The globally invasive mosquito subspecies Aedes aegypti aegypti is an effective vector of human arboviruses, in part because it specializes in biting humans and breeding in human habi-tats. Recent work suggests that specialization first arose as an adaptation to long, hot dry seasons in the West African Sahel, where Ae. aegypti relies on human-stored water for breeding. Here, we use whole-genome cross-coalescent analysis to date the emergence of human-specialist popula-tionsand thus further probe the climate hypothesis. Importantly, we take advantage of the known migration of specialists out of Africa during the Atlantic Slave Trade to calibrate the coalescent clock and thus obtain a more precise estimate of the older evolutionary event than would otherwise be possible. We find that human-specialist mosquitoes diverged rapidly from ecological generalists approximately 5000 years ago, at the end of the African Humid Period—a time when the Sahara dried and water stored by humans became a uniquely stable, aquatic niche in the Sahel. We also use population genomic analyses to date a previously observed influx of human-specialist alleles into major West African cities. The characteristic length of tracts of human-specialist ancestry present on a generalist genetic background in Kumasi and Ouagadougou suggests the change in behavior occurred during rapid urbanization over the last 20–40 years. Taken together, we show that the timing and ecological context of two previously observed shifts towards human biting in Ae. aegypti differ; climate was likely the original driver, but urbanization has become increasingly important in recent decades.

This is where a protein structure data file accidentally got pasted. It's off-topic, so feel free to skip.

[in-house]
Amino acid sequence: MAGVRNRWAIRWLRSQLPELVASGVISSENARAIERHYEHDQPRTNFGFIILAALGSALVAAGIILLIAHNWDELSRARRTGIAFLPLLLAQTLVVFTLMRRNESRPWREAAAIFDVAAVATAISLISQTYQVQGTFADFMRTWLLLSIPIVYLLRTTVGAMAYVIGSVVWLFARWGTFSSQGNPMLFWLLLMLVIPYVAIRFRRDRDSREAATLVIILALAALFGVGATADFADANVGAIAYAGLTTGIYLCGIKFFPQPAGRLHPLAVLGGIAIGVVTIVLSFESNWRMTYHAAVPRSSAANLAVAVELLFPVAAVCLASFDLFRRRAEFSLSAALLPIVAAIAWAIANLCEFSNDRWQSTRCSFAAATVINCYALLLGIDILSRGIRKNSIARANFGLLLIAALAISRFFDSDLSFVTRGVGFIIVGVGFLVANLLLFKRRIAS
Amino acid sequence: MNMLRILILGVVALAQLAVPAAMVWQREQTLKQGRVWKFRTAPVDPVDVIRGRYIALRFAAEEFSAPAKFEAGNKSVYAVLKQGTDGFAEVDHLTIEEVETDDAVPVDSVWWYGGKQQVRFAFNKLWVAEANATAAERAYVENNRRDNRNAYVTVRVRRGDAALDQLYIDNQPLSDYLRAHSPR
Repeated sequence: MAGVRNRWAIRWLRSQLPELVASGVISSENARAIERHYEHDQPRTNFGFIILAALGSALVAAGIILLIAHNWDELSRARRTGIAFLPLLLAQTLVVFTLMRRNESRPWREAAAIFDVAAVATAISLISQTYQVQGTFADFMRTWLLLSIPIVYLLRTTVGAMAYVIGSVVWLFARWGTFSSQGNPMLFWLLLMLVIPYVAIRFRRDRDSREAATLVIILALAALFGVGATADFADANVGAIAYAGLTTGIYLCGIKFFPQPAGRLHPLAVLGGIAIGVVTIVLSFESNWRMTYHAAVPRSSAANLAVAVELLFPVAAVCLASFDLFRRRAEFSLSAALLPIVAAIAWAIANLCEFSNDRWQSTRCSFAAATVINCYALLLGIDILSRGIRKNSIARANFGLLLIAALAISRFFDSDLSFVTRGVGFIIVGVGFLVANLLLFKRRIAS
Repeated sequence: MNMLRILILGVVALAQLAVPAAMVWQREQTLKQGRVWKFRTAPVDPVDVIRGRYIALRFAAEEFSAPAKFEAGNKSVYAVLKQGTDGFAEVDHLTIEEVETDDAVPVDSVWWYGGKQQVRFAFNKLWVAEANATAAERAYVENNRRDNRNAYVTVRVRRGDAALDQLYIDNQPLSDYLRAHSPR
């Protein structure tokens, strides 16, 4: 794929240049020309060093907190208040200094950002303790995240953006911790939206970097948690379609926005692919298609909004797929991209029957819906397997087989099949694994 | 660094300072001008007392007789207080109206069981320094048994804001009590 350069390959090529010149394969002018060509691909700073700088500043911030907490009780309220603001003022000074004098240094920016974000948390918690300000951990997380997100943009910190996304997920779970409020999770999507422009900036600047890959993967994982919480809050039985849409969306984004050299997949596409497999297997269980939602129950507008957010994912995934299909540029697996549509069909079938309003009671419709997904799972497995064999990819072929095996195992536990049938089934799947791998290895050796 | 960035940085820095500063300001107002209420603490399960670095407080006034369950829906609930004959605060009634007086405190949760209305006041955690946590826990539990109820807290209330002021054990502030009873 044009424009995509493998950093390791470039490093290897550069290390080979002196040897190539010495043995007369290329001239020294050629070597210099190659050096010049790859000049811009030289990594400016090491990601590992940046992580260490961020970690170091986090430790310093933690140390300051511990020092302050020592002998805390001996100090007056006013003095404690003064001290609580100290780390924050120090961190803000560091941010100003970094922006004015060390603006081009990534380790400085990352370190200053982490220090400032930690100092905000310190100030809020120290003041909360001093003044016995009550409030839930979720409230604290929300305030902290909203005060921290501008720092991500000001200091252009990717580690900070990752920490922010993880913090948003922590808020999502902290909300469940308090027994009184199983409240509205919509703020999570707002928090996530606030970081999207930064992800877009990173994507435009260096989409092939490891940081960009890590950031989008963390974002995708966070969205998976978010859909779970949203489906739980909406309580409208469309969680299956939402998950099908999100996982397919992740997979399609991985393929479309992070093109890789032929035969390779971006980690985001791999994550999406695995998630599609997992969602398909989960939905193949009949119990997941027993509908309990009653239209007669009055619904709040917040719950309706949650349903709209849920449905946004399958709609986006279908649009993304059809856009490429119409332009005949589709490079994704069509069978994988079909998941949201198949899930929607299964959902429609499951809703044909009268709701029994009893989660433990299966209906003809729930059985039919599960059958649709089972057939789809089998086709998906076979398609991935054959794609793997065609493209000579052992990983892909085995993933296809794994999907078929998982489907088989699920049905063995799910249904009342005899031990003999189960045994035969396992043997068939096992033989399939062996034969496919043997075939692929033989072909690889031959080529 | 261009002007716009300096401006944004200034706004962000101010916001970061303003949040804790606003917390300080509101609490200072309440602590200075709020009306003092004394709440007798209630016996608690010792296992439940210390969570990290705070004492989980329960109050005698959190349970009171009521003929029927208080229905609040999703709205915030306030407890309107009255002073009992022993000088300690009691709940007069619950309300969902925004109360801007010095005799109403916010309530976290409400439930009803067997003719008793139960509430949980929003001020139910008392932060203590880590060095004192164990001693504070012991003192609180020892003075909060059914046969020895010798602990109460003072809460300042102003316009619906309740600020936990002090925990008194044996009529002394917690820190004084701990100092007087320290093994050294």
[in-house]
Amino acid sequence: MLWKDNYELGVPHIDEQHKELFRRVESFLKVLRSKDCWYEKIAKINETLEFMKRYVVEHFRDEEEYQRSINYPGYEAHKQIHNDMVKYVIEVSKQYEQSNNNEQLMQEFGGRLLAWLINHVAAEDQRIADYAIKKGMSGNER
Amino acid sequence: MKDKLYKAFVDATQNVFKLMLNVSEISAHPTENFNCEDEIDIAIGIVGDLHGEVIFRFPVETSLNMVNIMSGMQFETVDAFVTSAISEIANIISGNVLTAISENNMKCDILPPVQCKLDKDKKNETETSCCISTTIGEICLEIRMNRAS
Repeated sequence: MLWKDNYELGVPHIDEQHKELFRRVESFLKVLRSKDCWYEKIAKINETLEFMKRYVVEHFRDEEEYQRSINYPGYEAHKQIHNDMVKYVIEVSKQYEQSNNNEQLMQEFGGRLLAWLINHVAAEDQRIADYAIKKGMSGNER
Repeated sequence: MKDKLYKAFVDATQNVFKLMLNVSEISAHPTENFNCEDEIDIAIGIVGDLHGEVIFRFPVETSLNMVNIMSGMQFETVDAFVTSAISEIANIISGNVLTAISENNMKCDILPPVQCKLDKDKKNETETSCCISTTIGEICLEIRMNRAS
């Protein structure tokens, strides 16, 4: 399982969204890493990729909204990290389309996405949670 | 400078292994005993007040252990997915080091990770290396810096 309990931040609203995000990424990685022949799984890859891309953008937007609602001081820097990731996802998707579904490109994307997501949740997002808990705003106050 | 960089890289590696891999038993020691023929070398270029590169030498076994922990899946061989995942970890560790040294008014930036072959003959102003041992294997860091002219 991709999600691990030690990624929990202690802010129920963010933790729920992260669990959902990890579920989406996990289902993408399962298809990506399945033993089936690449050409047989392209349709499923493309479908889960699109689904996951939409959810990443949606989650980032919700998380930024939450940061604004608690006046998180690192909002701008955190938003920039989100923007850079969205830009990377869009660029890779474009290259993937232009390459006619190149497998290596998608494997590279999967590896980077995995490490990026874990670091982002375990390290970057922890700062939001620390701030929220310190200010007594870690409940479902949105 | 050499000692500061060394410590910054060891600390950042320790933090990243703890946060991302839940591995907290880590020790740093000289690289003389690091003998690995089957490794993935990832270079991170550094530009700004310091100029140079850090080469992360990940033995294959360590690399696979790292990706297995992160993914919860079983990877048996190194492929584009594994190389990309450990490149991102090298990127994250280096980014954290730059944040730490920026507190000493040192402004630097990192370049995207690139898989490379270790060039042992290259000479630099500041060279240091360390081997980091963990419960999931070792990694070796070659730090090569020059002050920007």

All Science Journal Classification (ASJC) codes
- General Biochemistry, Genetics and Molecular Biology
- General Immunology and Microbiology
- General Neuroscience